ASCB Celldance 2016 — “Discovery Inside Living Cells in Multicellular Organisms” Roberto Weigert
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ASCB Celldance 2016 — “Discovery Inside Living Cells in Multicellular Organisms” Roberto Weigert


A cell biologist would love to see what happens
inside the cell. The discovery of the green fluorescent protein
and improvements in light microscopy have brought new and exciting discoveries on a
yearly basis. Still, we always ask ourselves how do cells
behave in their native environment? They are surrounded by thousands of different
cells, by blood vessels that provide them nutrients, and by the extracellular matrix
that provide support. We now have the ability to look at them in
living tissues. In our lab, we have developed ways to image
subcellular processes inside the cells of several tissues. We call this approach: Intravital SubCellular
Microscopy or iSMIC. These videos show the dynamics on endocytosis
in the kidney and liver. It is like discovering a new world. Every day we go to the microscope, and we
have the opportunity to unravel new biology and ask new basic questions. Our main interest is to understand how cellular
membranes change shape during biological processes. This is called membrane remodeling. And we want to understand how certain proteins
provide mechanical forces to deform membranes. One of the processes that we study is protein
secretion in exocrine organs. When you eat, the pancreas and the salivary
glands secrete all the enzymes that you need to digest food. These enzymes are stored in large vesicles
that fuse with the plasma membrane. We found that after the enzymes are released
outside the cells, the membranes of the vesicles are inserted and absorbed into the plasma
membrane. We call this process integration. This process cannot be reproduced in cell
culture. In this movie, you can see secretory vesicles
in the salivary glands — highlighted by the red arrows — that fuse and are integrated
into the plasma membrane — the blue line. This is a beautiful example of membrane remodeling. So what drives the integration? We found that actin filaments are important. They form a cage around the vesicles that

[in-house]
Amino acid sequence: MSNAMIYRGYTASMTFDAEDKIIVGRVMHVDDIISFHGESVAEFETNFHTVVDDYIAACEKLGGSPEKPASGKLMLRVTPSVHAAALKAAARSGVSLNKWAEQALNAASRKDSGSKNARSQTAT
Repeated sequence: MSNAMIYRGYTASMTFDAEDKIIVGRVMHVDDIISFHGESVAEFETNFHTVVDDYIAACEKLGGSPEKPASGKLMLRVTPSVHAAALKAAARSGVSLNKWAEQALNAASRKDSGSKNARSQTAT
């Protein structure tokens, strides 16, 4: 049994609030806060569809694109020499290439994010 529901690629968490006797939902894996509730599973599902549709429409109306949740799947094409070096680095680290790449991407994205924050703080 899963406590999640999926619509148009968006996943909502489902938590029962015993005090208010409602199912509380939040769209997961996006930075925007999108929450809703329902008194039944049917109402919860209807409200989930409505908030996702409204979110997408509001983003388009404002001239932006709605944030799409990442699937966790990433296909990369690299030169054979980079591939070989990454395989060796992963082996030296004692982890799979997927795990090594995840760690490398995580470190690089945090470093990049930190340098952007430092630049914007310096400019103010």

contracts and pushes the membranes. The contractions are driven by an actin-based
motor called myosin II. Myosin II, which also forms filaments, binds
to F-actin and generates tension. Like the fingers squeezing this ball, we will
show you how we studied this process. In order to see the actin appearing on the
vesicles, we use mice engineered to express a fluorescent marker for filamentous actin
— in green — and a marker for the plasma membrane — in red. If you focus on the inset in this movie, you
can see the secretory vesicles in the pancreas that fuse with the plasma membrane and become
rapidly coated with F-actin before their integration. When we take away actin using a drug that
does not allow the formation of the filaments, the vesicles do not integrate into the plasma
membranes. Instead they begin to grow and get stuck at
the plasma membrane. We can also image how myosin II jumps on the
granules after the actin filaments are assembled. In this video, we used a mouse that expresses
fluorescent actin in red and fluorescent myosin II in green. The vesicles integrate into the plasma membrane
after myosin II is recruited. But in mice engineered to not express myosin II, the integration is stopped. Here’s this contractile machinery also used
in other physiological or pathological processes. We are beginning to investigate this question. For example, during cell motility. This is an immune cell that is moving inside
the blood vessel in breast tissue. The green florescence is again myosin II that
is recruited in different areas of the plasma membrane to drive this complex motion to contractions. Or during wound healing. These are neutrophils in a mouse that express
a marker for the actin filaments and that crawl inside a wound to help repair the injured
skin. The membranes of the cells are constantly
remodeled as the cells move. Or in tumors. These are a few examples of what can be accomplished
with Intravital SubCellular Microscopy. This approach is opening the door to investigate
cell biology under both physiological and pathological conditions in multicellular organs. This is a dream coming true.

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